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Ambient Findability (Anglais) Broché – 11 octobre 2005


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Ambient Findability Written by the author of "Information Architecture for the World Wide Web", this book examines the convergence of information and connectivity. It discusses the Internet, GIS, and other network technologies that make unlimited findability possible, and explores how the melding of these innovations impacts society. Full description


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116 internautes sur 123 ont trouvé ce commentaire utile 
Frustrating - a few good references, but no good insights 19 janvier 2006
Par John H. Kaplan - Publié sur Amazon.com
Format: Broché
Ambient Findability can be summed up as follows: There is a lot of information on the web so it's hard to find what you want, it's going to get worse, and the author claims to know what to do about it but won't tell you.

The book starts out with great promise. I believed it would contain insights, sage advice, and practical details about how to make my web pages findable to my audience. The first couple of chapters were great introductory material, and they whetted my appetite for the meaty material that was sure to follow.

Then, there was some more introductory material, and I began to notice that the author threw a lot of quotes around but didn't explore them very deeply, and threw in illustrations of things mentioned in passing in the book that really didn't illuminate anything. For example, he mentioned the Tower of Babel, and then presented an illustration of a Bruegel painting of it, which illustrated... not much. After a dozen of these you wonder if they were just trying to make the book look bigger.

Around page 100 or so, I wondered if the author would ever stop glossing over introductory material, and actually get to the meat of the book. Unfortunately this never happened as far as I was concerned, and so my frustration. Ambient Findability never delivered any practical tips or any insightful theories that could help an aspiring web designer.

One thing you can say for the author, he has read a lot of great books, and Ambient Findability contains references to many great classics worth reading, including Blink, The Cathedral and the Bazaar, the Cluetrain Manifesto, and Don't Make Me Think. I wish the author had chosen to emulate those books and had worked to develop and present some insights of his own, rather than just drop quotes from other sources. As it is, this book is good for gathering a few references to other better literature, and not much else.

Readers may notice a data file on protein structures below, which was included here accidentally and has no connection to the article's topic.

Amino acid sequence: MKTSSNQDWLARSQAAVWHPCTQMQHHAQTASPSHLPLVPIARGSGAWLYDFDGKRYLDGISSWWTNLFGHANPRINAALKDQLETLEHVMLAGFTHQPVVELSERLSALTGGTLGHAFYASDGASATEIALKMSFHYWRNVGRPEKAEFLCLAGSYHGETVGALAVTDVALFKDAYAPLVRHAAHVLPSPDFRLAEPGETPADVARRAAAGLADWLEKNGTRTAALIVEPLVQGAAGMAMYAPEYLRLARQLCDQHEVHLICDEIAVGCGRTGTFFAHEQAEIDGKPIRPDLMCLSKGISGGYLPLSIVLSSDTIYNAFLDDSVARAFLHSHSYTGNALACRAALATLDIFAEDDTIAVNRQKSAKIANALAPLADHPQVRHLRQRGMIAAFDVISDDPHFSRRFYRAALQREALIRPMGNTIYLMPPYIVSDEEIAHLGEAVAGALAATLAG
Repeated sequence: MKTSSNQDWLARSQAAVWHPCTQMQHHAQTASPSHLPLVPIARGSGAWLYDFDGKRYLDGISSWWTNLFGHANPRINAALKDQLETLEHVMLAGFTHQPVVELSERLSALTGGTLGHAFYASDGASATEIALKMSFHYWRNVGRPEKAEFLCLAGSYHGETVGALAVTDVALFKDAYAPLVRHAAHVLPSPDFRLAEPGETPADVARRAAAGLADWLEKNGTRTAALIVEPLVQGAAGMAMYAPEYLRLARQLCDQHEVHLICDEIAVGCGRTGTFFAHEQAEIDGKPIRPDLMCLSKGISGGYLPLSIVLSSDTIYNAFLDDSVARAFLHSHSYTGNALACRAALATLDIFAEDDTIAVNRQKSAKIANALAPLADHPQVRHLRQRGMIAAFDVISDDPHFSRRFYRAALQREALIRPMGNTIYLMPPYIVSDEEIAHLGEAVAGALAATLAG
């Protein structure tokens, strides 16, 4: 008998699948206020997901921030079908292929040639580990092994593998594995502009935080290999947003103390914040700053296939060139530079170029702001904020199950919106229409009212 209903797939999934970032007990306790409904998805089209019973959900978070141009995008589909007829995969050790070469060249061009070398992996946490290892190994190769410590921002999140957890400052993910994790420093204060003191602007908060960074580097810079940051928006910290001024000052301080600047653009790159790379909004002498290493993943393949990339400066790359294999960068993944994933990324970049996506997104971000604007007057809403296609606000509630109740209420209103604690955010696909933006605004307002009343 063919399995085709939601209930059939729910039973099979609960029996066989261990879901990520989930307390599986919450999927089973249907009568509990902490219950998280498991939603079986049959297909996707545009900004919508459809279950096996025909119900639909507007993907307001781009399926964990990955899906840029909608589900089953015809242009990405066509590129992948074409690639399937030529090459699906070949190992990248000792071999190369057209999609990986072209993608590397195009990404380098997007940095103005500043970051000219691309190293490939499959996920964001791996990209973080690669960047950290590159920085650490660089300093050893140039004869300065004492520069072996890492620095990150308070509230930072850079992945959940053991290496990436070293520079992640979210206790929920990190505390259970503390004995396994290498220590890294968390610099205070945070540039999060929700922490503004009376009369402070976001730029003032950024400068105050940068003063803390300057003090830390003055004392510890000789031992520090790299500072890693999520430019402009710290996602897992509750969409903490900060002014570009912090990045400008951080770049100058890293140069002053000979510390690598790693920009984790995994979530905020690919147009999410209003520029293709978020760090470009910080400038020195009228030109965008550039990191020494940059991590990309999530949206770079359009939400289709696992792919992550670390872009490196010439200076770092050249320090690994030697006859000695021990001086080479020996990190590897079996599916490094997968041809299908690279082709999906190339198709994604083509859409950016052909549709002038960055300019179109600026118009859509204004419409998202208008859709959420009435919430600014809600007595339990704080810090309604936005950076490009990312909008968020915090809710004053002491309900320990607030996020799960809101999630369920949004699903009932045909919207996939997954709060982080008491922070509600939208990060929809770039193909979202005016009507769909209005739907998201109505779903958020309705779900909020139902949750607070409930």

39 internautes sur 42 ont trouvé ce commentaire utile 
Great topics but written like a long blog 8 janvier 2007
Par Pat - Publié sur Amazon.com
Format: Broché
My everyday work involves search engines, both using them for research and developing the technology. I was deeply impressed by the lengthy and highly enthusiastic reviews posted here. One day, I wandered into a bookstore and saw the book. I bought it without even opening it. I have to say that given the high expectation, I was quite disappointed by the book.

I read the book in detail for most parts of it and skimmed through the rest of it. The book I like most is that it is not just about Google, blog search, myspace, etc. It attempted to give a broad analysis of the topic, mostly from non-technical viewpoints, drawing literatures from very diversified sources, AI, social science, politics, history, etc. I learned terms like folksonomies, boundary objects and a lot of stories and quotes that I can use to make my next presentation on the same subject more interesting. This is what I gained from the book.

The main weakness of the book is twofold. First, the book does not help you understand more about the problem of findability and where the future might be, let alone giving you a hint on the solution; it repeats what most people have already known and re-asserted it with more discussions and examples. Second, the writing adopted a style commonly found in online articles and blogs. Beautiful but confusing statements. The style is good for online writing where creating controversies and arguments is an important goal of writing, but I won't expect it from a book. For example, on Page 38, the author said "... visualization approaches fail because there's no there there." It is not only hard to understand, but once you do you find it not true. The purpose of information visualization is not to represent pages in 3D space with edges representing the distances between pages (see what the author quoted in the same paragraph) but one of the important goals, and obstacles, is to extract the themes of the pages and connect the themes based on their semantic relationships. A careful look at Fig 2-14, a screendump from Grokker, would reveal that what were shown on the screen were topics, not pages. On Page 143, when talking about a client's website become unsearchable because texts on the pages were rendered as images, the author said "one the web, the journey often begins with the destination." Beautiful, but the truthfulness of the statement depends on which end of the pipe you are looking into. There are too many examples like these that don't stand deep logical reasoning. A full elaboration will make this review too long.